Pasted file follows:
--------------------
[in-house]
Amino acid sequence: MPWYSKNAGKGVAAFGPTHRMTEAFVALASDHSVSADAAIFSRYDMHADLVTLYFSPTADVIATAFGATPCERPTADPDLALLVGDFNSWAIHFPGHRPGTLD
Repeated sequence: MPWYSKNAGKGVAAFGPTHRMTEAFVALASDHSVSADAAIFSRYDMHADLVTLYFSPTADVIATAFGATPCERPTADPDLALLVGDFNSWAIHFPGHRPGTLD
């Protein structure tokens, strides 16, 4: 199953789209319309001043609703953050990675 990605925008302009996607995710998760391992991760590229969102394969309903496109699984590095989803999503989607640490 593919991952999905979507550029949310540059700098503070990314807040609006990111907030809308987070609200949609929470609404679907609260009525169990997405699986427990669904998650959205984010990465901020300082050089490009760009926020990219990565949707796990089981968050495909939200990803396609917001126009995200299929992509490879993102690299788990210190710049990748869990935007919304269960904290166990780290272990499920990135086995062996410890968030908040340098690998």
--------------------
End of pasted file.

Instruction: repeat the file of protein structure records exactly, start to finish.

[in-house]
Amino acid sequence: MPWYSKNAGKGVAAFGPTHRMTEAFVALASDHSVSADAAIFSRYDMHADLVTLYFSPTADVIATAFGATPCERPTADPDLALLVGDFNSWAIHFPGHRPGTLD
Repeated sequence: MPWYSKNAGKGVAAFGPTHRMTEAFVALASDHSVSADAAIFSRYDMHADLVTLYFSPTADVIATAFGATPCERPTADPDLALLVGDFNSWAIHFPGHRPGTLD
């Protein structure tokens, strides 16, 4: 199953789209319309001043609703953050990675 990605925008302009996607995710998760391992991760590229969102394969309903496109699984590095989803999503989607640490 593919991952999905979507550029949310540059700098503070990314807040609006990111907030809308987070609200949609929470609404679907609260009525169990997405699986427990669904998650959205984010990465901020300082050089490009760009926020990219990565949707796990089981968050495909939200990803396609917001126009995200299929992509490879993102690299788990210190710049990748869990935007919304269960904290166990780290272990499920990135086995062996410890968030908040340098690998």